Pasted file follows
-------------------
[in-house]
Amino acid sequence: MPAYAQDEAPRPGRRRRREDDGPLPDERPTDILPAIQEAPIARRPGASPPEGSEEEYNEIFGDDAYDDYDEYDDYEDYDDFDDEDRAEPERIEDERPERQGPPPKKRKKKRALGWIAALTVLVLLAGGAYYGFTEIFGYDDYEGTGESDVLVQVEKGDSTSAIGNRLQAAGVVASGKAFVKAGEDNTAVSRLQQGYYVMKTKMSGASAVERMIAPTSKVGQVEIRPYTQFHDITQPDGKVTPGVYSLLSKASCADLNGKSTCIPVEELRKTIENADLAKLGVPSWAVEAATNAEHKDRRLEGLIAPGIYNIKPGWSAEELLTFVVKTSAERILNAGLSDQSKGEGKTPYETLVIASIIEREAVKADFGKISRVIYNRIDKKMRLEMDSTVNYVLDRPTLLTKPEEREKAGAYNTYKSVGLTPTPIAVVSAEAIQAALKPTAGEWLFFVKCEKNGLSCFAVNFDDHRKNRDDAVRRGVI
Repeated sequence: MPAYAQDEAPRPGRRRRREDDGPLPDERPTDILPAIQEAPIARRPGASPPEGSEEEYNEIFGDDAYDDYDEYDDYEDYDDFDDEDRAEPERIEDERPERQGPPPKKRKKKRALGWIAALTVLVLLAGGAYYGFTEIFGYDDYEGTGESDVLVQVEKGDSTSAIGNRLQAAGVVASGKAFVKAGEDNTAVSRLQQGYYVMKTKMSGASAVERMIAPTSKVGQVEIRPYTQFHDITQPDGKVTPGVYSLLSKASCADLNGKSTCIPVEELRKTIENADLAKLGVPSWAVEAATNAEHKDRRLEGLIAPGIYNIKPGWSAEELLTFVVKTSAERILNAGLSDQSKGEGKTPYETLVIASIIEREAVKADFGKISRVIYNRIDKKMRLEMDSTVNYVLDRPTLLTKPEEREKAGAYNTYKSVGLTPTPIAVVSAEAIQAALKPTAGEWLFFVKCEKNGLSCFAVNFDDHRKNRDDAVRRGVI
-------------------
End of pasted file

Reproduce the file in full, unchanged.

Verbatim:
[in-house]
Amino acid sequence: MPAYAQDEAPRPGRRRRREDDGPLPDERPTDILPAIQEAPIARRPGASPPEGSEEEYNEIFGDDAYDDYDEYDDYEDYDDFDDEDRAEPERIEDERPERQGPPPKKRKKKRALGWIAALTVLVLLAGGAYYGFTEIFGYDDYEGTGESDVLVQVEKGDSTSAIGNRLQAAGVVASGKAFVKAGEDNTAVSRLQQGYYVMKTKMSGASAVERMIAPTSKVGQVEIRPYTQFHDITQPDGKVTPGVYSLLSKASCADLNGKSTCIPVEELRKTIENADLAKLGVPSWAVEAATNAEHKDRRLEGLIAPGIYNIKPGWSAEELLTFVVKTSAERILNAGLSDQSKGEGKTPYETLVIASIIEREAVKADFGKISRVIYNRIDKKMRLEMDSTVNYVLDRPTLLTKPEEREKAGAYNTYKSVGLTPTPIAVVSAEAIQAALKPTAGEWLFFVKCEKNGLSCFAVNFDDHRKNRDDAVRRGVI
Repeated sequence: MPAYAQDEAPRPGRRRRREDDGPLPDERPTDILPAIQEAPIARRPGASPPEGSEEEYNEIFGDDAYDDYDEYDDYEDYDDFDDEDRAEPERIEDERPERQGPPPKKRKKKRALGWIAALTVLVLLAGGAYYGFTEIFGYDDYEGTGESDVLVQVEKGDSTSAIGNRLQAAGVVASGKAFVKAGEDNTAVSRLQQGYYVMKTKMSGASAVERMIAPTSKVGQVEIRPYTQFHDITQPDGKVTPGVYSLLSKASCADLNGKSTCIPVEELRKTIENADLAKLGVPSWAVEAATNAEHKDRRLEGLIAPGIYNIKPGWSAEELLTFVVKTSAERILNAGLSDQSKGEGKTPYETLVIASIIEREAVKADFGKISRVIYNRIDKKMRLEMDSTVNYVLDRPTLLTKPEEREKAGAYNTYKSVGLTPTPIAVVSAEAIQAALKPTAGEWLFFVKCEKNGLSCFAVNFDDHRKNRDDAVRRGVI